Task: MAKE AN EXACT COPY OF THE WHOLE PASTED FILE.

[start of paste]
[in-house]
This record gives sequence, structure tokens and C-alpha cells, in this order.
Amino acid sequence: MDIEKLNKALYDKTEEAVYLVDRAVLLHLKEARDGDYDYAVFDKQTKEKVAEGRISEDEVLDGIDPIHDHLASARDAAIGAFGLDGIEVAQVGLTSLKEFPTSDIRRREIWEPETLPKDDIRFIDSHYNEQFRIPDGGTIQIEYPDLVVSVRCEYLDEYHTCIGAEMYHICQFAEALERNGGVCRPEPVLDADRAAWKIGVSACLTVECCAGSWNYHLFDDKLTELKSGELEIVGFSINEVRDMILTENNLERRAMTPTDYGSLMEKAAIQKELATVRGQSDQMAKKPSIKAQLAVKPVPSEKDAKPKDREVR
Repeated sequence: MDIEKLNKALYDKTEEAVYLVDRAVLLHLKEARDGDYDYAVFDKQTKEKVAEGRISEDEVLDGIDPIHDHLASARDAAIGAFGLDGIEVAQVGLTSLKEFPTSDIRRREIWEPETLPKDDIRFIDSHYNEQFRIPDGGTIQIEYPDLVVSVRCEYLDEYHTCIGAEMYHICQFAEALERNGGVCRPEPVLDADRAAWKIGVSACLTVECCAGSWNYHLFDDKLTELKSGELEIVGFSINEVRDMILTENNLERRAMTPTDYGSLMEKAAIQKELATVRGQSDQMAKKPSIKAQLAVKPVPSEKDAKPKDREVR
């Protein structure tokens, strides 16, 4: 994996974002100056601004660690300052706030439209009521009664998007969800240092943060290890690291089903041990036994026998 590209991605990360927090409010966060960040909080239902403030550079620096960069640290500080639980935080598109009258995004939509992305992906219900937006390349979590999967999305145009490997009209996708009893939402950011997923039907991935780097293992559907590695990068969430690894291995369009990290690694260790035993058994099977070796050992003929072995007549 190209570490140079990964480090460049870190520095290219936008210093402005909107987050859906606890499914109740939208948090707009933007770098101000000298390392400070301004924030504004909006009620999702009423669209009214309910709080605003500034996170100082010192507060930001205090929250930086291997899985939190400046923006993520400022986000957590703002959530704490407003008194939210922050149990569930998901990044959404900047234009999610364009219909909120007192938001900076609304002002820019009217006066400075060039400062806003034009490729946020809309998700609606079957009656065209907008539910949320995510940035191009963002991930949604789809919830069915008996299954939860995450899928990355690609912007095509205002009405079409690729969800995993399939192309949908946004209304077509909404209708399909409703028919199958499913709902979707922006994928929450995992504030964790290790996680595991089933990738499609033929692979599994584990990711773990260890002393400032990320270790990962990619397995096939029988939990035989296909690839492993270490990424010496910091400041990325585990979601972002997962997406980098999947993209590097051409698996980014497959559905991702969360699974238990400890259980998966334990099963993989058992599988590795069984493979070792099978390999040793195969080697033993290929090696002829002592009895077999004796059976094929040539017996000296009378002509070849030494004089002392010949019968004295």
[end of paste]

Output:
[in-house]
This record gives sequence, structure tokens and C-alpha cells, in this order.
Amino acid sequence: MDIEKLNKALYDKTEEAVYLVDRAVLLHLKEARDGDYDYAVFDKQTKEKVAEGRISEDEVLDGIDPIHDHLASARDAAIGAFGLDGIEVAQVGLTSLKEFPTSDIRRREIWEPETLPKDDIRFIDSHYNEQFRIPDGGTIQIEYPDLVVSVRCEYLDEYHTCIGAEMYHICQFAEALERNGGVCRPEPVLDADRAAWKIGVSACLTVECCAGSWNYHLFDDKLTELKSGELEIVGFSINEVRDMILTENNLERRAMTPTDYGSLMEKAAIQKELATVRGQSDQMAKKPSIKAQLAVKPVPSEKDAKPKDREVR
Repeated sequence: MDIEKLNKALYDKTEEAVYLVDRAVLLHLKEARDGDYDYAVFDKQTKEKVAEGRISEDEVLDGIDPIHDHLASARDAAIGAFGLDGIEVAQVGLTSLKEFPTSDIRRREIWEPETLPKDDIRFIDSHYNEQFRIPDGGTIQIEYPDLVVSVRCEYLDEYHTCIGAEMYHICQFAEALERNGGVCRPEPVLDADRAAWKIGVSACLTVECCAGSWNYHLFDDKLTELKSGELEIVGFSINEVRDMILTENNLERRAMTPTDYGSLMEKAAIQKELATVRGQSDQMAKKPSIKAQLAVKPVPSEKDAKPKDREVR
């Protein structure tokens, strides 16, 4: 994996974002100056601004660690300052706030439209009521009664998007969800240092943060290890690291089903041990036994026998 590209991605990360927090409010966060960040909080239902403030550079620096960069640290500080639980935080598109009258995004939509992305992906219900937006390349979590999967999305145009490997009209996708009893939402950011997923039907991935780097293992559907590695990068969430690894291995369009990290690694260790035993058994099977070796050992003929072995007549 190209570490140079990964480090460049870190520095290219936008210093402005909107987050859906606890499914109740939208948090707009933007770098101000000298390392400070301004924030504004909006009620999702009423669209009214309910709080605003500034996170100082010192507060930001205090929250930086291997899985939190400046923006993520400022986000957590703002959530704490407003008194939210922050149990569930998901990044959404900047234009999610364009219909909120007192938001900076609304002002820019009217006066400075060039400062806003034009490729946020809309998700609606079957009656065209907008539910949320995510940035191009963002991930949604789809919830069915008996299954939860995450899928990355690609912007095509205002009405079409690729969800995993399939192309949908946004209304077509909404209708399909409703028919199958499913709902979707922006994928929450995992504030964790290790996680595991089933990738499609033929692979599994584990990711773990260890002393400032990320270790990962990619397995096939029988939990035989296909690839492993270490990424010496910091400041990325585990979601972002997962997406980098999947993209590097051409698996980014497959559905991702969360699974238990400890259980998966334990099963993989058992599988590795069984493979070792099978390999040793195969080697033993290929090696002829002592009895077999004796059976094929040539017996000296009378002509070849030494004089002392010949019968004295």